Paul Lawrie has a chance to achieve something at The Johnnie Walker Championship at The Gleneagles Hotel which has even eluded Tiger Woods so far.
Only two players - David J Russell in 1992 and Jesper Parnevik three years later - have ever gone through an event in The European Tour without dropping a stroke.
Woods failed to join them on the very last hole of the 2002 World Golf Championships - American Express World Championship at Mount Juliet Golf & Spa Hotel in Ireland, but Lawrie is halfway there after adding a 69 to his opening 67 at The Gleneagles Hotel.
The 40 year old former winner of The Open Championship, stands eight under par and now leads by two from Northern Ireland rookie Jonathan Caldwell, Dutchman Maarten Lafeber and big hitting Argentinian Daniel Vancsik.
"I wasn't in trouble a lot, but when I had to I obviously kept the round going, which you have to do when you have no bogeys," said Lawrie after doubling his first day advantage.
"I've been prone to the odd hook in my career and I've certainly got rid of that the last couple of days.
"I missed a few putts, but I'm very pleased with the way I hit it again. Overall you're not going to grumble, but I'm a golfer and you always grumble!"
Lafeber, in the group just two shots back from Lawrie, expressed a modicum of disappointment with his position.
“This sounds weird but could have shot a lot lower,” said Lafeber. “I hardly missed a shot and I just hit one mediocre shot, a poor tee shot on nine.
“Apart from that, I had so many putts, and I missed a four footer on the second for birdie.”
Vancsik won the BMW Italian Open in May, while Lafeber's only title on The European Tour came in his home country six years ago.
Vancsik admitted consistency would be key if he were to challenge Lawrie’s lead through the rest of the weekend.
“I'm hitting the ball much better now, but in Italy my putter was working well and I was making every one.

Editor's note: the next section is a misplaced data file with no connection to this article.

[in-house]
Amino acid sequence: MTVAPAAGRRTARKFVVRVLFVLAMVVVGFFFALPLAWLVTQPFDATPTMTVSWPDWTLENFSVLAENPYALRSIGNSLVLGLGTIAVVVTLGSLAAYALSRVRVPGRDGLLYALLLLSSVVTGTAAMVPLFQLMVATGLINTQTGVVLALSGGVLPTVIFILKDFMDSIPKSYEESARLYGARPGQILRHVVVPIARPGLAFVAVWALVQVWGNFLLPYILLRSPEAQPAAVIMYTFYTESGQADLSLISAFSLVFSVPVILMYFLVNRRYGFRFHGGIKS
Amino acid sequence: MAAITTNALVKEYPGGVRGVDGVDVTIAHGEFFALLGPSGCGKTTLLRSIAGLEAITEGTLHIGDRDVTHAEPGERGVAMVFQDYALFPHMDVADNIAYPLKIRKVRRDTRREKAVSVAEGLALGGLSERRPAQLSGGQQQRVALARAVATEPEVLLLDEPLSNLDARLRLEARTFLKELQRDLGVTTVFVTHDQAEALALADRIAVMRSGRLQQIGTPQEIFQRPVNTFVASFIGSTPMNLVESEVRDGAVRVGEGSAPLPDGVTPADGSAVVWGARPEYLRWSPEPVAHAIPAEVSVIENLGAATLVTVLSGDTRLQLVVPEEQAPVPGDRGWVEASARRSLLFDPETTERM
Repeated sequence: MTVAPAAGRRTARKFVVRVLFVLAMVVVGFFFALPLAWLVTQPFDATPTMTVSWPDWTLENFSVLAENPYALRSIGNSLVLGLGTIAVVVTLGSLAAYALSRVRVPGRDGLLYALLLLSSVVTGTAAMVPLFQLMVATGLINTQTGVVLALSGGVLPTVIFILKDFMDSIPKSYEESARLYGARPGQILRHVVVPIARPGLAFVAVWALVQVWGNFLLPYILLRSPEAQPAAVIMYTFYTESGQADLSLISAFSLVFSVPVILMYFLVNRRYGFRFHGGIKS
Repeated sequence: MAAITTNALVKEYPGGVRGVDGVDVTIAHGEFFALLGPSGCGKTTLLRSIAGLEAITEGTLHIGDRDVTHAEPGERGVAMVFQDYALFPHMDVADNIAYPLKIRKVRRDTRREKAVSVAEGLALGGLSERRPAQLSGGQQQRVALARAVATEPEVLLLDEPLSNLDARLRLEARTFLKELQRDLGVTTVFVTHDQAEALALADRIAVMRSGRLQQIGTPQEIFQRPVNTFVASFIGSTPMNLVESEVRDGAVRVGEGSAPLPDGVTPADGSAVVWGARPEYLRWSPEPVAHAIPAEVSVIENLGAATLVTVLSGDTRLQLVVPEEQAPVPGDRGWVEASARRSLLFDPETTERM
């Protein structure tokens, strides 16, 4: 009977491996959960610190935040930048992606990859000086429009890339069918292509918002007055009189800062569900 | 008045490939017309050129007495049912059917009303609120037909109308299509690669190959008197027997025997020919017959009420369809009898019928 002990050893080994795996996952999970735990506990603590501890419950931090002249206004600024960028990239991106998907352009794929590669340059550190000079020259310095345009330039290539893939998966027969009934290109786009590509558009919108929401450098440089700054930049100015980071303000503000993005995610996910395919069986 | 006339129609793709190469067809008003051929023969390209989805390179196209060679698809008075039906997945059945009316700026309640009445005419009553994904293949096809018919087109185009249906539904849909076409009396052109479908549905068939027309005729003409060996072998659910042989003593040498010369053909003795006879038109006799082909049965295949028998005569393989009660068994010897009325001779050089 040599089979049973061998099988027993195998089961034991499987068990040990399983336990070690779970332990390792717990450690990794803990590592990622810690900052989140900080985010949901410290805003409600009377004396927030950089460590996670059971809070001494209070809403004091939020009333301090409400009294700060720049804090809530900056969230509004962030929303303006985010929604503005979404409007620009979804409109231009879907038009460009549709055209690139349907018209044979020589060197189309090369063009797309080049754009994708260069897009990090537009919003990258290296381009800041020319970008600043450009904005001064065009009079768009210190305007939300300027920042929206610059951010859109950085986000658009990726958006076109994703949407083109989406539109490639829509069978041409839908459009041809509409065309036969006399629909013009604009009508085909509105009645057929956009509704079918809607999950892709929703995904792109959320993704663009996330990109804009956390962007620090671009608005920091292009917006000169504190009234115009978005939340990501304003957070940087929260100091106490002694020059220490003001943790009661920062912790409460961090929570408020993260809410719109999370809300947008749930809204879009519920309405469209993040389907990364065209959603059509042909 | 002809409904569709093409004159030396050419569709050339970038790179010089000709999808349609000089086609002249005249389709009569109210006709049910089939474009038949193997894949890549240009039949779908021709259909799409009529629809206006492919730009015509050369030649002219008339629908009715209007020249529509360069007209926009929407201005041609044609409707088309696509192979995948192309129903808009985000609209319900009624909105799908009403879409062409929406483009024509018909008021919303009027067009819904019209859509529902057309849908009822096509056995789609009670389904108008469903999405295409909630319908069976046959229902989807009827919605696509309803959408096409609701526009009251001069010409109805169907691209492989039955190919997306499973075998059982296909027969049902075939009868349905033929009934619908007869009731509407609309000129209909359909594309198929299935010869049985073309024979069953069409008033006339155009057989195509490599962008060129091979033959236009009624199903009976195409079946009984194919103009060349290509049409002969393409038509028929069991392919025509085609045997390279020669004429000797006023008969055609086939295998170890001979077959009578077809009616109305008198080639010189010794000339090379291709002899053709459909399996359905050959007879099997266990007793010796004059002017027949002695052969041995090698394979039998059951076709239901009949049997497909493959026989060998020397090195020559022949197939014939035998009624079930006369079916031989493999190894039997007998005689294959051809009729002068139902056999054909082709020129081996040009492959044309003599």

“Maybe if I have patient and my putting is working well this weekend, I'll have a chance. I was really lucky in the draw. Yesterday was perfect to play and today there was just a little bit of breeze but not too much. I think it's good luck.”
One fellow competitor certainly impressed by Lawrie's display - and it was mutual - was playing partner Jose Maria Olazabal.
Olazabal is in a tie for fifth with Ryder Cup Dane Soren Hansen, Indian Shiv Kapur and France's Gregory Bourdy.
Olazabal was delighted with his own efforts, especially five birdies in the first six holes, given that he is suffering more problems with rheumatism.
"I have a little bit of pain here and there, especially when I wake up in the morning," he said. "You have to take it slow and give yourself more time to try to loosen up.
"Hitting shots my body is not moving as freely and I can't practise as much as I need to, but I have to live with that for the time being."
However, Lawrie said: "His iron play is just outstanding and he's the best we've got on this tour at making pars from a poor tee shot.
"There's no question about that and it's a pleasure to see him playing, never mind playing well."
England's Danny Willett, another member of the Walker Cup team two years ago, would have been alongside them but finished with a bogey six - like Lafeber and Hansen.